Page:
Regular Cleaning Vs. Scaling & Root Planing or Deep Cleaning for Periodontal Disease

You know the feeling of anxiety before going to the dentist’s office. Your gums may be a little sensitive or bleed when you brush and floss and you fear the worst: gum disease. So what now? Does that mean dental surgery? Don’t stress too much because there are a lot of ways to treat gum disease or keep it from progressing. Even if you have signs of gum disease like swollen gums, bleeding or sensitivity, there is a good chance the dentist will not send you straight to the surgeon.

There are many nonsurgical procedures that can treat signs of gum disease. One common procedure done by a dental hygienist in conjunction with a periodontist is scaling and root planing. To understand what scaling and root planing is, it’s important to understand what happens during gum disease.

When the teeth aren’t brushed and cleaned adequately for a long time period, bacteria accumulates at the gumline and forms a layer. The body’s natural response to bacteria is to send inflammatory cells to the site where bacteria are harboring and try to eliminate them. These cells will cause inflammation to protect the body from the bacteria. This is similar to a paper cut in the finger; when bacteria invade the cut, the body’s own inflammatory process kicks in and you see signs of swelling, redness and maybe a little pain. In essence, the same process is happening in your mouth.

If bacteria sits at the gumline and is not cleaned, it will get under the gingiva (gums) and a pocket will start to form around the tooth. The gums are supposed to form a tight seal around each tooth to keep bacteria from getting into the bloodstream, but as bacteria accumulates, the gums will become loose around the teeth and eventually lead to bone loss.

This is when scaling and root planing comes into play. Some dentists will refer to the procedure as a deep cleaning instead, but they are the same thing. Scaling and root planing removes bacteria and deposits from deep under the gumline. The goal is to make the root of the tooth smooth and free of any tartar or plaque so that the tissue around the tooth can heal and adhere to the tooth once more.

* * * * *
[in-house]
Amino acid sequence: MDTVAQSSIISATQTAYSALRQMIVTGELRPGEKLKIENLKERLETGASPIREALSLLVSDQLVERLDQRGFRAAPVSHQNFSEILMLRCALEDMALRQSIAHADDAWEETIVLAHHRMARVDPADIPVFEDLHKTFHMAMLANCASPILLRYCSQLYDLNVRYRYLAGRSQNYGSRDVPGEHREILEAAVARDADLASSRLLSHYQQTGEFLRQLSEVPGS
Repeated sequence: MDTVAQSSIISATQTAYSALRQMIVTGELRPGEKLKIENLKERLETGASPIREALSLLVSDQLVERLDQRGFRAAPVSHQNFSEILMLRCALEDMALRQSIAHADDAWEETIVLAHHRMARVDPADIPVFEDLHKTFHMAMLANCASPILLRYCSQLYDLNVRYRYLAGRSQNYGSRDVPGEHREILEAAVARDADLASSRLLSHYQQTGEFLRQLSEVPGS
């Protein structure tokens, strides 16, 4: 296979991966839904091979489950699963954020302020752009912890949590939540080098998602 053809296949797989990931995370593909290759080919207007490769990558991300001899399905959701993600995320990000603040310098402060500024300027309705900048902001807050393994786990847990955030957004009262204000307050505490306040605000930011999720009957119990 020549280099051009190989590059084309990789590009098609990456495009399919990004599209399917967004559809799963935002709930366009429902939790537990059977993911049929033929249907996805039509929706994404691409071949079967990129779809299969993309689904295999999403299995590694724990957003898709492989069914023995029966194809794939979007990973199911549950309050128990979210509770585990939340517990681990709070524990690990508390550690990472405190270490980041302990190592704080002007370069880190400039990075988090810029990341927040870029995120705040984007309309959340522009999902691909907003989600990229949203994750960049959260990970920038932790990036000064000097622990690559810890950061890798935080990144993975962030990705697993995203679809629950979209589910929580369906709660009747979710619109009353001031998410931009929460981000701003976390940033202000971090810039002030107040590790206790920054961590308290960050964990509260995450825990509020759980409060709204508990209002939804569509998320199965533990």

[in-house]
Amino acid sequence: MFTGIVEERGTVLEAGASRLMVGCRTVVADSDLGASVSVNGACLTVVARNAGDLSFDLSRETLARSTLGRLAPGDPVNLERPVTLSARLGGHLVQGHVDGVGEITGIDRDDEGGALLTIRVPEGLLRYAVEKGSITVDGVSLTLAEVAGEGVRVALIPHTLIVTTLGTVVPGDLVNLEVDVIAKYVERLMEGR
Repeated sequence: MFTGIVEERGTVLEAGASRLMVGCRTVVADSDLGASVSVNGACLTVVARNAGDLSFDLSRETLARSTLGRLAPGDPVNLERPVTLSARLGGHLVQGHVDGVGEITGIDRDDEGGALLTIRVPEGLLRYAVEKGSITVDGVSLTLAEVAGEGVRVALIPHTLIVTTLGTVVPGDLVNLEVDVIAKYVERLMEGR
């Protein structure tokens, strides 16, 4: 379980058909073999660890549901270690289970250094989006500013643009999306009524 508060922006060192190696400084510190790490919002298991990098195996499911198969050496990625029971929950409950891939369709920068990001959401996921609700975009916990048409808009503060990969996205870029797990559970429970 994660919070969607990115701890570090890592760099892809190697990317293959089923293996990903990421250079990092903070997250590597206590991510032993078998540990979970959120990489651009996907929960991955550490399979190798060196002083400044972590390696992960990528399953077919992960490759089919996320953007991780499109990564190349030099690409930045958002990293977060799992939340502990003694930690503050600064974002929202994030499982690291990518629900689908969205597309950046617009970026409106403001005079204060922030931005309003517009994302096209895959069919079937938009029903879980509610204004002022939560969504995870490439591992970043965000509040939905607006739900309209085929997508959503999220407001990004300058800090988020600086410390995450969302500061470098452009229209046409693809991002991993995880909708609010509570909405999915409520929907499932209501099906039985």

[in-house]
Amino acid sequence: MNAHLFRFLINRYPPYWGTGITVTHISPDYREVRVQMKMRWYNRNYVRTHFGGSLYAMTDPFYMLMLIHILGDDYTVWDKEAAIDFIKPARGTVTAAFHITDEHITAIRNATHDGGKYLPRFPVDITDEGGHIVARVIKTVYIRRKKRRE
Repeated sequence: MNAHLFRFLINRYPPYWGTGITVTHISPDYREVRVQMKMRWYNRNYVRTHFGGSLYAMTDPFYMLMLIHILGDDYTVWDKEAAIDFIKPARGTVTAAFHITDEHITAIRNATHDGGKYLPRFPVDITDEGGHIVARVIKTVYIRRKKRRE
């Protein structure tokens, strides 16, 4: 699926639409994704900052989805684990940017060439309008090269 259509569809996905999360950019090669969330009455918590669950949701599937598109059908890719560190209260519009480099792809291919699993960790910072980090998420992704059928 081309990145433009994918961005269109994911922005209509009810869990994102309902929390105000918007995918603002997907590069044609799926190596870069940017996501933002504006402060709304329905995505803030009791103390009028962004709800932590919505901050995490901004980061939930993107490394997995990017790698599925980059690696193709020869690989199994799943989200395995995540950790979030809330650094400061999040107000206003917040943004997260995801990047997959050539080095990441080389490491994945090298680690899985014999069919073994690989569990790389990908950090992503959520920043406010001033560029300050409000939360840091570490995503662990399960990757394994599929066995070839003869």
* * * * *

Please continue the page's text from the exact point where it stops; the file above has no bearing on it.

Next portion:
This differs from a normal cleaning or scaling because scaling only removes deposits from above the gumline or only a few millimeters under the gumline. But after the pockets deepen and roots are covered with tartar and plaque, scaling and root planing is necessary.

Does it hurt?

Depending on how deep the pockets are around the teeth, the sensitivity and the condition of the root surface, it may be necessary to administer some local anesthesia to numb the area for comfort while cleaning. Another option is Oraqix, a gel that is put under the gumline to make the gums tingly and numb.

What to expect afterwards

  • Since the cleaning was done under the gums, you should expect to feel a little sore afterwards
  • The teeth may be a little sensitive to hot and cold for a few weeks
  • You should stay away from spicy foods or foods with little seeds because this could irritate the gums
  • Rinsing with salt water is always a good idea to help the tissues heal

Address any concerns with your dentist and become an active member in the care and health of your mouth.

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